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Kansas is rolling back its controversial 2012 income tax cuts after the Republican-controlled legislature this week succeeded in overriding a veto by GOP Gov. Sam Brownback.
The state is facing a $900 million budget shortfall and has struggled under budget deficits since the tax cuts went into effect. With the new legislation, the state’s income taxes will increase, although most tax rates will still be lower than they were before the 2012 cuts. The increases are expected to generate more than $1.2 billion for the state over the next two years. Opponents of the action call it a $1.2 billion take hike on Kansans.
On Thursday, the ratings agency Moody's Investors Service applauded the legislature's move, calling it "a significant step" toward achieving a sustainable budget.The action comes four months after lawmakers failed to override another Brownback veto preserving a tax loophole that lets scores of business owners pay no income tax.
The Takeaway: Kansas’ tax plan has long been scorned by left-leaning think tanks as a tax break that largely benefits the wealthy while gutting state services. Following the override, the Center on Budget and Policy Priorities issued a statement calling it “a striking repudiation of far-right wing economic orthodoxy and, as such, will influence fiscal debates far beyond the state’s borders.”
The center is likely alluding to President Trump’s tax proposal, which has many similar characteristics to Kansas' 2012 tax plan. Two key components of both are large income tax rate cuts and a lower tax rate for “pass-through” business income. Like Kansas' plan did, Trump's proposal says economic growth would make up for any lost government revenue.
If Kansas is a test case for such policy, it’s a telling one, particularly when looking at the legislature. Years of dealing with shortfalls seems to have worn down a lawmaking body that had initially and enthusiastically supported the tax cuts. Senate Majority Leader Jim Denning even said this week that they should have acted earlier to roll back the tax cuts. "I don’t want to be disrespectful to the governor. He still believes in this [the 2012 tax plan]," Denning told the Wichita Eagle. "That’s OK. I don't."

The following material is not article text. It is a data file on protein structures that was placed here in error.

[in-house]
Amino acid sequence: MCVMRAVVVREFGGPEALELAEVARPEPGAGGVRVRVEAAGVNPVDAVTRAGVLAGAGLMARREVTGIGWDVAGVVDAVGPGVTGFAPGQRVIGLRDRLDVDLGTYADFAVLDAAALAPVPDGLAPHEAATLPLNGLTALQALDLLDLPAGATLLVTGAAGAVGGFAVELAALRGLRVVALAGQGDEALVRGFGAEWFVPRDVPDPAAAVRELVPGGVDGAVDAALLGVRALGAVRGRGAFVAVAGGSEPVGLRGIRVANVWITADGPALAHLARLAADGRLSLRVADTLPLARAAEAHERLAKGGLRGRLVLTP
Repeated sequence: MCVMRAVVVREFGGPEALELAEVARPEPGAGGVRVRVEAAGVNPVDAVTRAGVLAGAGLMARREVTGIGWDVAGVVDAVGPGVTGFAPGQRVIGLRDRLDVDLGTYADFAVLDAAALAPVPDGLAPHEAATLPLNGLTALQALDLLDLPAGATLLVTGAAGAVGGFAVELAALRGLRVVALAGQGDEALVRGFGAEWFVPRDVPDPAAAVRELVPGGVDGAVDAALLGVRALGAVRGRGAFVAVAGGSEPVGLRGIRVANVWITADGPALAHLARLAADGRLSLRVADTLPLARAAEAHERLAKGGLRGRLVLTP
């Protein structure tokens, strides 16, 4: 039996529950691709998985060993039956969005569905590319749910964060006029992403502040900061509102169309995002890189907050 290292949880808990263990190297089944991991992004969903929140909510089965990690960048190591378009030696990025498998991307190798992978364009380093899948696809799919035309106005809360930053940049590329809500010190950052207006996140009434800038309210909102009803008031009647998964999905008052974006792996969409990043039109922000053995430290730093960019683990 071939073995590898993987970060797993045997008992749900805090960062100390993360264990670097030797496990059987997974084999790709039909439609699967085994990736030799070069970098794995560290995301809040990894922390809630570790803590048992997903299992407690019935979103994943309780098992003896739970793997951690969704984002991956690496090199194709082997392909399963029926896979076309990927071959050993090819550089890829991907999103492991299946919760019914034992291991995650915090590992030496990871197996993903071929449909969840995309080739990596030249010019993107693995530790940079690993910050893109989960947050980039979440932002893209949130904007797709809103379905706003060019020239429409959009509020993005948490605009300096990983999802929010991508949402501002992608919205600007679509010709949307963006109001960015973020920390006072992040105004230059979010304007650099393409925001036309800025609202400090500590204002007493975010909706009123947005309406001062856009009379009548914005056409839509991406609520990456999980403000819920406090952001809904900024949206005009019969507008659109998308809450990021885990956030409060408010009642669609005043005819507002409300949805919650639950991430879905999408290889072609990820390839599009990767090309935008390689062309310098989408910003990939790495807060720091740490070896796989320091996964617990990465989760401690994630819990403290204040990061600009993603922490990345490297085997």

Alaska legislators have one week left in their special session and appear no closer to reaching a budget deal. The state has been plowing through its once-substantial rainy day fund thanks to multibillion dollar budget deficits for the past three years.
Last week, Gov. Bill Walker introduced a compromise fiscal package that included House and Senate proposed revenue-raising measures and spending cuts. In addition, it proposed reforming the state’s oil and gas tax credit program, modifying income tax and reducing residents’ annual dividend payments from the state Permanent Fund. The plan would cover the state's $2.5 billion deficit for fiscal 2018.
But it's been cast as dead on arrival. Although both chambers generally agree that modifying the state’s Permanent Fund will be part of any budget package, they don't agree on introducing new taxes. If lawmakers can’t reach a budget deal before the start of the fiscal year on July 1, the government will shut down.
The Takeaway: Alaska lawmakers have repeatedly chosen to balance the budget by using the state’s reserves. If they do so again, they'll face the same hard questions next year regarding balancing the budget -- but without the option of using reserves to do it.
Alaska has already suffered one downgrade, losing its coveted AAA rating last year thanks to its ongoing budget crisis. If lawmakers miss another opportunity to fix things, it’s hard to imagine the agencies will ignore that.
While interest rates have been at record lows, governments have been more hesitant than ever to borrow. Why? The consensus is that the hard years of the recession and today’s constrained revenue growth have spooked many officials from increasing debt loads.
But a new study finds that only about half of the states (27) even seriously evaluate whether they can afford the debt they have and whether they have the leeway to take on more. Of those states, according to the Pew Charitable Trusts, nine "lead the way" in evaluating their debt loads: Florida, Georgia, Maryland, Massachusetts, New Hampshire, North Carolina, Oregon, Texas and Virginia.
The group of states that conduct debt affordability studies include highly leveraged states such as California and Connecticut, as well as states such as Georgia and New Hampshire, which have some of the lowest debt per capita.
Meanwhile, high-debt states such as Illinois, Michigan and New Jersey, do not produce a study.
The Takeaway: The research found that many states have trouble tracking all publicly supported debt. “Several state officials told Pew that only a handful of policymakers may know the full extent of the state’s debt,” the report says. “Challenges collecting and aggregating data, along with multiple layers of government, can pose obstacles. So can the temporary aspect of elected office, especially given the complicated nature of debt financing.”
Pew’s research shows that conducting affordability studies doesn’t automatically mean a government won’t over-leverage itself. But it at least means officials will know about it. It also means lawmakers will get help in striking the right balance between issuing bonds and paying for projects with cash financing.
To this end, Pew recommends creating studies that are mandated by statute, that put into context what the state has borrowed and its capacity to issue additional debt, and that estimate the state’s debt capacity over multiple years.
A roundup of money (and other) news governments can use.
A roundup of money (and other) news governments can use.